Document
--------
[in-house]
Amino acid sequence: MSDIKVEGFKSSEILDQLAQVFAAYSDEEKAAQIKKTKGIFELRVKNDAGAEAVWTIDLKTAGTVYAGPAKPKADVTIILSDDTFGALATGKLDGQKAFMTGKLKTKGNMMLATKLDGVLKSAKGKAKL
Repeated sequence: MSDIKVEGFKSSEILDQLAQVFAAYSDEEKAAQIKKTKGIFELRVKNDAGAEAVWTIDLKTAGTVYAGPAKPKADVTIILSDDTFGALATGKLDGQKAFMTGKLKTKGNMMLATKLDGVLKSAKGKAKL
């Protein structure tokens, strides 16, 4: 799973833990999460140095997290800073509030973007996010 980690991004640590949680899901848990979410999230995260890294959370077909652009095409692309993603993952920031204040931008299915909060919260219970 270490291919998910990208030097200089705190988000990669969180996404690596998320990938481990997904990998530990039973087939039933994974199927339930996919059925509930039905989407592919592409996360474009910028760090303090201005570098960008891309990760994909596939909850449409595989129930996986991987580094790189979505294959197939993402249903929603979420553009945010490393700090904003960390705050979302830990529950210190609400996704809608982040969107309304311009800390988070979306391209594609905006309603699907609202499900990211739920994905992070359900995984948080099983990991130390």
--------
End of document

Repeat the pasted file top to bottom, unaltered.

[in-house]
Amino acid sequence: MSDIKVEGFKSSEILDQLAQVFAAYSDEEKAAQIKKTKGIFELRVKNDAGAEAVWTIDLKTAGTVYAGPAKPKADVTIILSDDTFGALATGKLDGQKAFMTGKLKTKGNMMLATKLDGVLKSAKGKAKL
Repeated sequence: MSDIKVEGFKSSEILDQLAQVFAAYSDEEKAAQIKKTKGIFELRVKNDAGAEAVWTIDLKTAGTVYAGPAKPKADVTIILSDDTFGALATGKLDGQKAFMTGKLKTKGNMMLATKLDGVLKSAKGKAKL
């Protein structure tokens, strides 16, 4: 799973833990999460140095997290800073509030973007996010 980690991004640590949680899901848990979410999230995260890294959370077909652009095409692309993603993952920031204040931008299915909060919260219970 270490291919998910990208030097200089705190988000990669969180996404690596998320990938481990997904990998530990039973087939039933994974199927339930996919059925509930039905989407592919592409996360474009910028760090303090201005570098960008891309990760994909596939909850449409595989129930996986991987580094790189979505294959197939993402249903929603979420553009945010490393700090904003960390705050979302830990529950210190609400996704809608982040969107309304311009800390988070979306391209594609905006309603699907609202499900990211739920994905992070359900995984948080099983990991130390």